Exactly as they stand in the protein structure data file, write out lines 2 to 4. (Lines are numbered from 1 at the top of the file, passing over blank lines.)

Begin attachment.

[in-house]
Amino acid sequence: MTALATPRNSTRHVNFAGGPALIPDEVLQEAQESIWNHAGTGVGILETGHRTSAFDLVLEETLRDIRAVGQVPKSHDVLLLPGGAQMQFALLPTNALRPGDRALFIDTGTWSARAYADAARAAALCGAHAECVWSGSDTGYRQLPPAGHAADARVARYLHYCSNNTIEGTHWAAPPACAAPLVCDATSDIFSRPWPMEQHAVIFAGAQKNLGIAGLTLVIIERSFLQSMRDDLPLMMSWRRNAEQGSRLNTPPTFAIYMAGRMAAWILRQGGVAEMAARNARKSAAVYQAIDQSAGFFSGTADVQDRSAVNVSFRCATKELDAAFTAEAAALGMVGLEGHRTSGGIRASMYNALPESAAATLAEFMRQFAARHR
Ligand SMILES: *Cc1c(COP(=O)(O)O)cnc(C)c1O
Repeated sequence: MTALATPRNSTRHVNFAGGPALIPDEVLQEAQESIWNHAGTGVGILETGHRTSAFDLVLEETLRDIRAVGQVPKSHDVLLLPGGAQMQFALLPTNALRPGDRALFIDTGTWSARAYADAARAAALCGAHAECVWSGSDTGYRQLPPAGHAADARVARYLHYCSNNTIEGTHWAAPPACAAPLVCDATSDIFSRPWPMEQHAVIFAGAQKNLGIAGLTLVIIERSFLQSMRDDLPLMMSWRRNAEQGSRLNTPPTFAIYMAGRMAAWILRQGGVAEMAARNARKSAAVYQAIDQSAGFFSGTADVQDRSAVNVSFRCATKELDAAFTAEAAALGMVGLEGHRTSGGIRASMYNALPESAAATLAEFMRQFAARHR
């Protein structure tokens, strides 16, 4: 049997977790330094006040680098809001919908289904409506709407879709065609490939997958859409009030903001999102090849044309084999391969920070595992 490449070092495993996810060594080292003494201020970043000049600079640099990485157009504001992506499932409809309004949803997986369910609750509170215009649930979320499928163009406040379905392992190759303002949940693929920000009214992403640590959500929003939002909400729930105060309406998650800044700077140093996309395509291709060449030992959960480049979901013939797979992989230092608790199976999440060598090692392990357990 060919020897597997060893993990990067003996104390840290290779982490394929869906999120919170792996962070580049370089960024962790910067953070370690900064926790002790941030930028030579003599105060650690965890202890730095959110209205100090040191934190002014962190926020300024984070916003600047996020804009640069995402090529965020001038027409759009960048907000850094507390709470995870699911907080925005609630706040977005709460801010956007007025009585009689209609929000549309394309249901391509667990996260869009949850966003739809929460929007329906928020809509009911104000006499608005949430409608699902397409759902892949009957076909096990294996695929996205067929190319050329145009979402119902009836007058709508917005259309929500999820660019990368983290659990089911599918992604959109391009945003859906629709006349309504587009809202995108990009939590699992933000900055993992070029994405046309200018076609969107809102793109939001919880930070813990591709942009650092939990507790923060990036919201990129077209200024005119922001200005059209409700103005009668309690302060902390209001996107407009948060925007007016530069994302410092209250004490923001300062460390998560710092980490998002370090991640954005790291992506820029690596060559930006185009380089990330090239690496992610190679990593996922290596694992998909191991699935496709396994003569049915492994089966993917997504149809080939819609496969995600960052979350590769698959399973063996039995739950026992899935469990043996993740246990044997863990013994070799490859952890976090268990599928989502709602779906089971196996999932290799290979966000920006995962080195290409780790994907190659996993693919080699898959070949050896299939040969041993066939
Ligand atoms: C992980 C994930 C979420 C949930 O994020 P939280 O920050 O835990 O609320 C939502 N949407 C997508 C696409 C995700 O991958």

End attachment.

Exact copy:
Amino acid sequence: MTALATPRNSTRHVNFAGGPALIPDEVLQEAQESIWNHAGTGVGILETGHRTSAFDLVLEETLRDIRAVGQVPKSHDVLLLPGGAQMQFALLPTNALRPGDRALFIDTGTWSARAYADAARAAALCGAHAECVWSGSDTGYRQLPPAGHAADARVARYLHYCSNNTIEGTHWAAPPACAAPLVCDATSDIFSRPWPMEQHAVIFAGAQKNLGIAGLTLVIIERSFLQSMRDDLPLMMSWRRNAEQGSRLNTPPTFAIYMAGRMAAWILRQGGVAEMAARNARKSAAVYQAIDQSAGFFSGTADVQDRSAVNVSFRCATKELDAAFTAEAAALGMVGLEGHRTSGGIRASMYNALPESAAATLAEFMRQFAARHR
Ligand SMILES: *Cc1c(COP(=O)(O)O)cnc(C)c1O
Repeated sequence: MTALATPRNSTRHVNFAGGPALIPDEVLQEAQESIWNHAGTGVGILETGHRTSAFDLVLEETLRDIRAVGQVPKSHDVLLLPGGAQMQFALLPTNALRPGDRALFIDTGTWSARAYADAARAAALCGAHAECVWSGSDTGYRQLPPAGHAADARVARYLHYCSNNTIEGTHWAAPPACAAPLVCDATSDIFSRPWPMEQHAVIFAGAQKNLGIAGLTLVIIERSFLQSMRDDLPLMMSWRRNAEQGSRLNTPPTFAIYMAGRMAAWILRQGGVAEMAARNARKSAAVYQAIDQSAGFFSGTADVQDRSAVNVSFRCATKELDAAFTAEAAALGMVGLEGHRTSGGIRASMYNALPESAAATLAEFMRQFAARHR